Yesterday's State of the Union address had a heavy dose of geek as President Obama expressed America's need for further technological innovation. There was a strong focus on "rebuilding for the 21st century" and making sure America keeps pace with other countries -- from both an industrial and scientific standpoint. Most excitingly was Obama's plan for 98 percent of Americans to be covered with wireless high-speed internet in the next five years.
We're the nation that put cars in driveways and computers in offices; the nation of Edison and the Wright brothers; of Google and Facebook. In America, innovation doesn't just change our lives. It is how we make our living.
Within the next five years, we'll make it possible for businesses to deploy the next generation of high-speed wireless coverage to 98 percent of all Americans. This isn't just about faster Internet or fewer dropped calls. It's about connecting every part of America to the digital age. It's about a rural community in Iowa or Alabama where farmers and small business owners will be able to sell their products all over the world. It's about a firefighter who can download the design of a burning building onto a handheld device; a student who can take classes with a digital textbook; or a patient who can have face-to-face video chats with her doctor.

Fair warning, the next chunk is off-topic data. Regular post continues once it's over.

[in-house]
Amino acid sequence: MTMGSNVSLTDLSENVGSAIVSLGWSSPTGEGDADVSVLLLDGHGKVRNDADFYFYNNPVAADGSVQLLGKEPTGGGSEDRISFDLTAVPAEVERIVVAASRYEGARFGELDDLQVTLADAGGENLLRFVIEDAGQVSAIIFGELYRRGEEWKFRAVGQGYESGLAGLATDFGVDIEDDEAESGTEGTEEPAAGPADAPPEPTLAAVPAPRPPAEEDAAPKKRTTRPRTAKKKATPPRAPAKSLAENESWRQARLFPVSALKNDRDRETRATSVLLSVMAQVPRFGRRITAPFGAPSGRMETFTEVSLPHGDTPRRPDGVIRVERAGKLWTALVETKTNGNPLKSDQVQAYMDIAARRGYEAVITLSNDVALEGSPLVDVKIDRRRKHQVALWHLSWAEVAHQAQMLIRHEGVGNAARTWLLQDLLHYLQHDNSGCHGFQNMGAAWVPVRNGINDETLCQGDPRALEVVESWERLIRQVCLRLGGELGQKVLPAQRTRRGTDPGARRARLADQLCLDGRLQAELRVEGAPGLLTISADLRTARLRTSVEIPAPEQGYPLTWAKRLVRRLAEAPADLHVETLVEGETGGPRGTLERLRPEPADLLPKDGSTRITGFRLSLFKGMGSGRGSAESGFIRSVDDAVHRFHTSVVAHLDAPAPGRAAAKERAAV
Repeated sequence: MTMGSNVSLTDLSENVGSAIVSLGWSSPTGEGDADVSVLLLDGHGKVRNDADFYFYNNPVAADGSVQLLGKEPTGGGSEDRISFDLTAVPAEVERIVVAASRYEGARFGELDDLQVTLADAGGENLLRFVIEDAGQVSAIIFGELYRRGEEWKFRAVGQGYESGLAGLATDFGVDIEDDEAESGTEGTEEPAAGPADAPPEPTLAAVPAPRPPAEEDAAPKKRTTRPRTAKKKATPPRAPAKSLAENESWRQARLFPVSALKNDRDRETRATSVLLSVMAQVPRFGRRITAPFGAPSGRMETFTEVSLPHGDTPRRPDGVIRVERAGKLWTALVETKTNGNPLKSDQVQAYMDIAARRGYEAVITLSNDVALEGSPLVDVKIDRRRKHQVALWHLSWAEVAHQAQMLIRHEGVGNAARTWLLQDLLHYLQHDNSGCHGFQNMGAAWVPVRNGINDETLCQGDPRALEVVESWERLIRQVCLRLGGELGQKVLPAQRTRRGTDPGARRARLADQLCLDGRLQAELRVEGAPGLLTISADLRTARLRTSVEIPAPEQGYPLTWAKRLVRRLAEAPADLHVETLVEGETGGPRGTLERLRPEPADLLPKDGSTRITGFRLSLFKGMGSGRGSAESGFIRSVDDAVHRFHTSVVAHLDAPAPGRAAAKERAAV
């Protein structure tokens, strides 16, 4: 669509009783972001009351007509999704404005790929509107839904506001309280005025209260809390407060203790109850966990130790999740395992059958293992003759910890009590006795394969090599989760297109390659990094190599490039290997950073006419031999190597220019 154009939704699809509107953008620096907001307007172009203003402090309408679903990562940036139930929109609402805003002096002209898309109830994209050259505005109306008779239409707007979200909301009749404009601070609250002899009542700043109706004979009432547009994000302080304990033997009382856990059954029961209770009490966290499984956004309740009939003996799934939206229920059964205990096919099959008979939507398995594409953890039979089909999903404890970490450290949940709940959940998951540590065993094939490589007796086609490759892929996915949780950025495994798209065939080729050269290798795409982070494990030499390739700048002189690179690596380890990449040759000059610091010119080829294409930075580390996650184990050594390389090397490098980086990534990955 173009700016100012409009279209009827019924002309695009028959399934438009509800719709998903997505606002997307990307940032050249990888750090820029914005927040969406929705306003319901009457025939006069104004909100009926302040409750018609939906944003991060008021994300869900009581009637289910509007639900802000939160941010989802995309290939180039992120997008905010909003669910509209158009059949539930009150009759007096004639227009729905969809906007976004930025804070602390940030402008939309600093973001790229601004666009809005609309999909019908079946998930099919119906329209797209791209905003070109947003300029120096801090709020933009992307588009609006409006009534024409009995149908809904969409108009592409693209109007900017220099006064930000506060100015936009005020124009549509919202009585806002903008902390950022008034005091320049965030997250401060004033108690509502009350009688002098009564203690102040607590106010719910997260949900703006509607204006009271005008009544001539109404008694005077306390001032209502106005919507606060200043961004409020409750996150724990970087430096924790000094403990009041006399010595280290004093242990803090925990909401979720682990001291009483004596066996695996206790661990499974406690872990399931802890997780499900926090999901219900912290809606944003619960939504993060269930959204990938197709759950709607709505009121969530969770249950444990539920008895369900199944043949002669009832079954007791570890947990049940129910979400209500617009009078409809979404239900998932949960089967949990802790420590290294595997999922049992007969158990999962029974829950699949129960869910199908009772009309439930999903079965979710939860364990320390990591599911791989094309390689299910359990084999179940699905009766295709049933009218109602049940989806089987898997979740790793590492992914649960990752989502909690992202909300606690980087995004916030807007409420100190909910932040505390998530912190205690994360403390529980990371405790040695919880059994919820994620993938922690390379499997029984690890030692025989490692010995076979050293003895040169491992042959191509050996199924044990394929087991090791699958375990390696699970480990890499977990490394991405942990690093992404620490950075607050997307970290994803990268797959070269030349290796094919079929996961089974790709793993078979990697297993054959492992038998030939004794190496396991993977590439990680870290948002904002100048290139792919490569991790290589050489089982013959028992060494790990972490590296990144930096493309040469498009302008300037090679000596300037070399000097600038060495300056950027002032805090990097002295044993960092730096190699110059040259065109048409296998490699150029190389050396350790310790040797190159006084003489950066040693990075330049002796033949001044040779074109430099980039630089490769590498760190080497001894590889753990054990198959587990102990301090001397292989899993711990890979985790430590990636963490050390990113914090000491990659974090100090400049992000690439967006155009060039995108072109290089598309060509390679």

The White House as a whole has become increasingly up-to-date: following the President's speech, government officials monitored Twitter and Facebook for a Q&A session with we the people
, and on Thursday, Obama will be answering user-submitted questions live via YouTube (and we fully hope Obama responds in kind to YouTube's regular demographic